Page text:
Integration between university teaching and academic research: Why are we “experimental scientists” in our labs but not so much in our classrooms?
This article is part of a Dossier on University Education first published, in Spanish, in the March 2019 issue of the SEBBM Journal. The PDF version of this article is available with doi:10.5281/zenodo.2597162
Since the seminal paper from Feldman in 1987, and the meta analysis performed by Hattie and March in 1996, a vast number of studies have investigated the relationship between research productivity and quality teaching in higher education. As it stands, this correlation is not always as straightforward as it may seem. In fact, Hattie and March concluded that “the common belief that research and teaching are inextricably entwined is an enduring myth. At best, research and teaching are very loosely coupled.” Since then, the teaching-research correlation has been described to be either negative, zero or positive depending on the study.
This heterogeneity in results can be explained by several factors. First, different indicators are employed by each author to measure research output/quality (impact factor, publications, …) and teaching/learning outcomes (student surveys, grades, …). Second, the final results are, by definition, highly dependent on the teacher, the discipline, the education system or the student group. Finally, the relative weigh of factors that convey a negative or a positive impact to this relationship can lie at the basis for this apparent discrepancy. For instance, Hattie and March found clear evidence that time on teaching and time on research correlate negatively. Also, biased incentives from institutions that promote research at the expense of teaching poorly serve instruction quality. Other reports have described how maintaining scientific professional status and participating in pedagogical change are too often at odds.
On the other hand, it is also well established that research and quality teaching clearly involve common values (e.g., organization, rationality, …) that should reciprocally reinforce. For instance, literature describes that an active research makes a professor a more effective teacher. Conversely, the opposite (being a good teacher) does not seem to have a clear impact on the quality of research. In any case, it is hard to envisage how the similar traits a good researcher and a good teacher must share would not sustain a mutually enriching relationship.
The "other" research
If research in our own experimental disciplines (the one we perform in our labs or computers) influences our teaching, research performed in the areas of cognitive sciences should also impact our abilities as instructors. From this “other” research, that is nowadays abundant and extremely sound, we know how learning is constructed and how proficiency is actually an expandable feature. We have also become aware that teaching does not always lead to learning. And that the expertness that should be achieved by a university student requires not only increased knowledge but also the development of competences in problem solving, data analysis or critical thinking. This realization is promoting a transformation in higher education that, in my opinion is, simply, unstoppable. In the Nobel prize winner Carl Wieman's words “Research has established that people do not develop true understanding of a complex subject by listening passively to explanations”.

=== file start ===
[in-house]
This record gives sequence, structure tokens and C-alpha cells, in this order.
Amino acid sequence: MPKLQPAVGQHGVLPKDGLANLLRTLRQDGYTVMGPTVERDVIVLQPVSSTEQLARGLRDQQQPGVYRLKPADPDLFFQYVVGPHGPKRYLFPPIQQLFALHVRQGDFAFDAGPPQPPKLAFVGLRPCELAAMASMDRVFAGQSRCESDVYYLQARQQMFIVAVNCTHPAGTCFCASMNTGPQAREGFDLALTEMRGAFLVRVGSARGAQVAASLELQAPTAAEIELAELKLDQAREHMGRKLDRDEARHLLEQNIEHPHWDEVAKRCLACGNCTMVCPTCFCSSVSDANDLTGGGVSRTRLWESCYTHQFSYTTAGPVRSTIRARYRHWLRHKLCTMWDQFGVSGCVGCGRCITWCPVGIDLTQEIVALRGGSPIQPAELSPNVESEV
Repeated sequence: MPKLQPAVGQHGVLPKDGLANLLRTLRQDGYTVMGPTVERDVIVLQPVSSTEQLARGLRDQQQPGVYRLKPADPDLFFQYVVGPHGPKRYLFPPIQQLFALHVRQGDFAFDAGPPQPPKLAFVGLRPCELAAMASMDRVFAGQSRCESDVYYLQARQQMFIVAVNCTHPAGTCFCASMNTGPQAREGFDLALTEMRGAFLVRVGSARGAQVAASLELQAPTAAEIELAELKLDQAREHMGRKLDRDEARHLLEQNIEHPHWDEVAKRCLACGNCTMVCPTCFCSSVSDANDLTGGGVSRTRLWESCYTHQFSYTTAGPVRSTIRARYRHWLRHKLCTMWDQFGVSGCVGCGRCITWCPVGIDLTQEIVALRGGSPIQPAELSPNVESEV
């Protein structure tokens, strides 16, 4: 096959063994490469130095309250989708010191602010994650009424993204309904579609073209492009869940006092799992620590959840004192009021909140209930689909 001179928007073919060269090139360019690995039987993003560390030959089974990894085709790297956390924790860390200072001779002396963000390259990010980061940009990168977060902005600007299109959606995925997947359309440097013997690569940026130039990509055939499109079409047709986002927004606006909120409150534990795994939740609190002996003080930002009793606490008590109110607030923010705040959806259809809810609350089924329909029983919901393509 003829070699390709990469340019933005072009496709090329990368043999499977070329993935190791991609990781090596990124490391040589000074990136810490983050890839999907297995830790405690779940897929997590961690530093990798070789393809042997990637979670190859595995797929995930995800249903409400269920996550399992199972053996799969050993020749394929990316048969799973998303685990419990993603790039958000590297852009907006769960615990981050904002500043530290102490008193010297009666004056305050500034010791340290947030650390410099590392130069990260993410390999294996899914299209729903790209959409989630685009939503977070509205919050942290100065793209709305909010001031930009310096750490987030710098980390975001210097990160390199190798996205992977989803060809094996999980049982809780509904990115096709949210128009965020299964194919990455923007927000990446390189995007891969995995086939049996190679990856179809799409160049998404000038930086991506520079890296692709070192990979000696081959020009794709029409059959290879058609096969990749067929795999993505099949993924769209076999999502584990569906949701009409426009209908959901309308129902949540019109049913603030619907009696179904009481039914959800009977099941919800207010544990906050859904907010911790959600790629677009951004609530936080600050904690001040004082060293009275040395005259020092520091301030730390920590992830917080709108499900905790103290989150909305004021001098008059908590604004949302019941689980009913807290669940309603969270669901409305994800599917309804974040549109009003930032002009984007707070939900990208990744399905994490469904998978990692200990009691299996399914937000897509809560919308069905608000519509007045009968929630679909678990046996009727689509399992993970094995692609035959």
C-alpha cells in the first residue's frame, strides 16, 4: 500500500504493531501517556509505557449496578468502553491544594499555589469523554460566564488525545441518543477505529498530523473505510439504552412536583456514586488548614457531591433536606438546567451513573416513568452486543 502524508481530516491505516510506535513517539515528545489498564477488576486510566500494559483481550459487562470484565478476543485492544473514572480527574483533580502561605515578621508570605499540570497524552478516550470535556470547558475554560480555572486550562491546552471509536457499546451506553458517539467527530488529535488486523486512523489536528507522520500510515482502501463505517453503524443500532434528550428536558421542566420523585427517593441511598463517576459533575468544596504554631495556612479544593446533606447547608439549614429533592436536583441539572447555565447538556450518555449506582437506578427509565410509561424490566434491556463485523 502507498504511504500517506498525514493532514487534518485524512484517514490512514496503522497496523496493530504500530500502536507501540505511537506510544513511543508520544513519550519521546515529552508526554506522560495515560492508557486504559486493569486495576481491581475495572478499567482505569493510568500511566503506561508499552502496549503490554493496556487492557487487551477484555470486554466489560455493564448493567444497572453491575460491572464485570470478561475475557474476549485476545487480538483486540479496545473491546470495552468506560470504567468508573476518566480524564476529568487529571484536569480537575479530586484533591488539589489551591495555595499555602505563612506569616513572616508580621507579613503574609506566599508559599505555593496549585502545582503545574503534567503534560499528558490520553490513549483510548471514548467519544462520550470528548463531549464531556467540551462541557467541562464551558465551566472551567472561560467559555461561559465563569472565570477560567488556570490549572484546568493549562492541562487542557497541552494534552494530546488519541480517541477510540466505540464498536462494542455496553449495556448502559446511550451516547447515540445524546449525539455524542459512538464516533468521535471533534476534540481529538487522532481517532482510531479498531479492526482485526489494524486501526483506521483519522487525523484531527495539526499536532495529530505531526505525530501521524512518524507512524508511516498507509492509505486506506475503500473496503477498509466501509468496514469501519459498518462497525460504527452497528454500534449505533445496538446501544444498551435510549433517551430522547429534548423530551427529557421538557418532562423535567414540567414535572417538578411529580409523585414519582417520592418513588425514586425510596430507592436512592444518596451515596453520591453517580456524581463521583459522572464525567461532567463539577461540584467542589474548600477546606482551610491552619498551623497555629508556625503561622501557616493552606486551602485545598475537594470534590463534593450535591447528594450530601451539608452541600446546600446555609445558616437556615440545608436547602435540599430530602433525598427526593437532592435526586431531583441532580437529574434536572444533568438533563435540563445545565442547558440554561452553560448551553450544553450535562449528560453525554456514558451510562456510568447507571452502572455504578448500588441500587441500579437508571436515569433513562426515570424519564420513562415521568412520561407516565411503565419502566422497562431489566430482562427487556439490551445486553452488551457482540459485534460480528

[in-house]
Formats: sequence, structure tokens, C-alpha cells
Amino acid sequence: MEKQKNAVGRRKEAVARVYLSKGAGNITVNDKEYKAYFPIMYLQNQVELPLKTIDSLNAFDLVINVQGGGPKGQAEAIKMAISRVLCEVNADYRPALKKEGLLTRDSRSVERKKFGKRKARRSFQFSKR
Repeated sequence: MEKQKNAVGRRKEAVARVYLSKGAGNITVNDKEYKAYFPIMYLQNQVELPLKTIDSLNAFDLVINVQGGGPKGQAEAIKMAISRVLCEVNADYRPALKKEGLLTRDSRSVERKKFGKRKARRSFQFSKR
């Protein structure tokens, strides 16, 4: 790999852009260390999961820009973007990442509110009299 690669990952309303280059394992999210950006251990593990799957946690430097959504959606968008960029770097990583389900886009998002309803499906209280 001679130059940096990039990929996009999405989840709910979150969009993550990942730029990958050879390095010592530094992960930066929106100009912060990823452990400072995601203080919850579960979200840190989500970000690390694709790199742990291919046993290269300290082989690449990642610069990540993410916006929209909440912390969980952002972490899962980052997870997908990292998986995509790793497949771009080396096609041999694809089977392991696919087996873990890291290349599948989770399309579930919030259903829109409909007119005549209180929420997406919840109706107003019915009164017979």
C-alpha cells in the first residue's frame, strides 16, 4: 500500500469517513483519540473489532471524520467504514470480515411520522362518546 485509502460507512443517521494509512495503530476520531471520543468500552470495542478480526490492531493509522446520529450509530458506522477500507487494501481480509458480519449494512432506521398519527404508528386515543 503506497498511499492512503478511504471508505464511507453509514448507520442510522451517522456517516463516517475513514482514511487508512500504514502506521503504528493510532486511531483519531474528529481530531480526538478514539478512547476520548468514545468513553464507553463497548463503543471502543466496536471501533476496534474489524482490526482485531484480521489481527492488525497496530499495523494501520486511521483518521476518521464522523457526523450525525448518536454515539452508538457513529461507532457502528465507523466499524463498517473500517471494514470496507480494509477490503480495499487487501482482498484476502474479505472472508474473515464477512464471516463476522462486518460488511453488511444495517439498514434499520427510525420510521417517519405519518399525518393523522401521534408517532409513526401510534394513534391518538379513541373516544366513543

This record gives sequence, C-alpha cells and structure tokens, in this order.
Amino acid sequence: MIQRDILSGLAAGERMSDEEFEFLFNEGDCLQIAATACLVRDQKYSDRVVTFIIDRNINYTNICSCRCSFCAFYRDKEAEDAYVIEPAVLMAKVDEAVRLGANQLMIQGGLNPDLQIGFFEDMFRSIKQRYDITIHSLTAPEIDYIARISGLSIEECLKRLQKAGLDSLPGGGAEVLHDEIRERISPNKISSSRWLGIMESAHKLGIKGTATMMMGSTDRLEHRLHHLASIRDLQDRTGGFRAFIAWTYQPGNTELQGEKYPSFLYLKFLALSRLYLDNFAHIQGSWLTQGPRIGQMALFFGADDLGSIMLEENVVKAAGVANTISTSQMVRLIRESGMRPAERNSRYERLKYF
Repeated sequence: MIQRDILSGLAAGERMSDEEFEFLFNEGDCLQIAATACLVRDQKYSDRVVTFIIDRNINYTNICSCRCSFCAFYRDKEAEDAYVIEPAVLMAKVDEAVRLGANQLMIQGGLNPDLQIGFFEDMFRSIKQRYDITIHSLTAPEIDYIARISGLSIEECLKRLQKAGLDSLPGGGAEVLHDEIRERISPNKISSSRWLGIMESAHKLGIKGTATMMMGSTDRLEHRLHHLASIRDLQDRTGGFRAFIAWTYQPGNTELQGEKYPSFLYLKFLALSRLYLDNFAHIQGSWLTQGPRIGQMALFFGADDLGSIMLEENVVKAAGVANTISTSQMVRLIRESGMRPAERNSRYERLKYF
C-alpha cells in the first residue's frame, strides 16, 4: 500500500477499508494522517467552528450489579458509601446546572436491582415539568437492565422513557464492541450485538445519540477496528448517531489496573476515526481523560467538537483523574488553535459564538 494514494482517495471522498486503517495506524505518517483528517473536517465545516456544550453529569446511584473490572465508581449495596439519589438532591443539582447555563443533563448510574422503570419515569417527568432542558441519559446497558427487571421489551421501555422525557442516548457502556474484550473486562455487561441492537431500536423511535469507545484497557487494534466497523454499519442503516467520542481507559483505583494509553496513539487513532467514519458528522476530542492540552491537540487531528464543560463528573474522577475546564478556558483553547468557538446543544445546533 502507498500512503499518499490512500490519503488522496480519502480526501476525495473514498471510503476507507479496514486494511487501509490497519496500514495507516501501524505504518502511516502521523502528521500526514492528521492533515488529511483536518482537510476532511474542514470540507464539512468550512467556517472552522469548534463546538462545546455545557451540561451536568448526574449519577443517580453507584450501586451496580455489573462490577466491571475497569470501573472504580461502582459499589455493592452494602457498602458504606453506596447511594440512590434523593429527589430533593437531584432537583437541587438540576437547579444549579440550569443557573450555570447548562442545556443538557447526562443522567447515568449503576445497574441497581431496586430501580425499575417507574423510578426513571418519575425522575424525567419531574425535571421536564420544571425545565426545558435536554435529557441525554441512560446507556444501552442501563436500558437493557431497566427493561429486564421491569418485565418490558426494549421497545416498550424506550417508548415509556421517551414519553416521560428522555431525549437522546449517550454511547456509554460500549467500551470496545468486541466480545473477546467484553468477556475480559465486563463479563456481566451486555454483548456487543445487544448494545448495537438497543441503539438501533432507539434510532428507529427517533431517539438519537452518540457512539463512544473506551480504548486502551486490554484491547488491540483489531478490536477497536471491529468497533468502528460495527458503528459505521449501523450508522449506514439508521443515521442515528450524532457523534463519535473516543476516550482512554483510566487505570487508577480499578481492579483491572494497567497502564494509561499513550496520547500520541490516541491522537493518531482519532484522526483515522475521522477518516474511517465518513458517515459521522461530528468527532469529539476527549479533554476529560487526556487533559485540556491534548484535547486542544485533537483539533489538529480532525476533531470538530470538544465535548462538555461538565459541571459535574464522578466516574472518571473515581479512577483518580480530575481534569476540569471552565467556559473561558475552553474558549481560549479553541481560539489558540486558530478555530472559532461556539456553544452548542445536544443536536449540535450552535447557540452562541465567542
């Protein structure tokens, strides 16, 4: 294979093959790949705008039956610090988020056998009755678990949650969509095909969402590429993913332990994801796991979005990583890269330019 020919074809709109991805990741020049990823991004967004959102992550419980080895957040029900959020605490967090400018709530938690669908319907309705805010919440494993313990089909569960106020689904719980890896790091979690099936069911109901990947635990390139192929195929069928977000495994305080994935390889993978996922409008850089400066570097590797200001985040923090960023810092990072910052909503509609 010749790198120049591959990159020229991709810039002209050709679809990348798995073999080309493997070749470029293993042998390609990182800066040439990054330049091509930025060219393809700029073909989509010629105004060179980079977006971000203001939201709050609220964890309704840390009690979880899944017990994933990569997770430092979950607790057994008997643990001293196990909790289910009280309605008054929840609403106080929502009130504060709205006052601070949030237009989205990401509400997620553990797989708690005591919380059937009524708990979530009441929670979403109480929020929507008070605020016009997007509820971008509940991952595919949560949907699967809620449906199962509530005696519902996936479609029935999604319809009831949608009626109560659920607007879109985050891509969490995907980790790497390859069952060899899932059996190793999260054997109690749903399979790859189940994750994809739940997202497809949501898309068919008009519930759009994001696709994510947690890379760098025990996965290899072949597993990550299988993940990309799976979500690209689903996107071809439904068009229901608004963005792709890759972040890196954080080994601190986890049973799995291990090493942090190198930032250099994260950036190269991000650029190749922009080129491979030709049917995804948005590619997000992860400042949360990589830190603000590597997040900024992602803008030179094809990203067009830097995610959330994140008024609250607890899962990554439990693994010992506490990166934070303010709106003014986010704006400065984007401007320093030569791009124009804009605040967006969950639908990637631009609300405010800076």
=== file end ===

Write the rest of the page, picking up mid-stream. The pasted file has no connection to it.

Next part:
Two key concepts have emerged from cognitive research and have settled for good: deliberate practice and active learning. As obvious as it may seem “Learning results from what the student does and thinks and only from what the student does and thinks” (quoting Herbert A. Simon). And this can only be achieved through hundreds or thousands of hours of “deliberate practice”. This concept, coined by psychologist K. Anders Ericsson, has changed our perception of the brain from an organ with its own inherent and unchangeable features towards a structure with internal plasticity that can be shaped to perform at its peak. It is a real “game changer because learning now becomes a way of creating abilities rather than taking advantage of innate ones” (see PEAK: The secrets from the new Science of Expertise). Surprisingly, as teachers, we often look at our students as if we did not truly believe what huge amount of research is telling us: that expertise is expandable with effort.
The other ancillary concept to this change, “active learning”, represents a strategy that simply works better than lectures according to numerous studies. It consists of having students work by themselves or in small teams with the aid of instructors who help them apply basic scientific concepts to solve problems or questions. In his influential 2011 paper in Science, Wieman and colleagues proved that the combination of active learning and deliberate practice can per se multiply student learning and results. Another report published in PNAS by Scott Freeman in 2014 analysed 225 cases of active learning practices in STEM disciplines and found that active learning drastically reduces failure rates. A sentence that, in my view, is extremely clarifying in the face of these cumulative results is: “At this point, it is unethical to teach any other way” (from Why Are We Teaching Science Wrong).
A teacher/researcher's perspective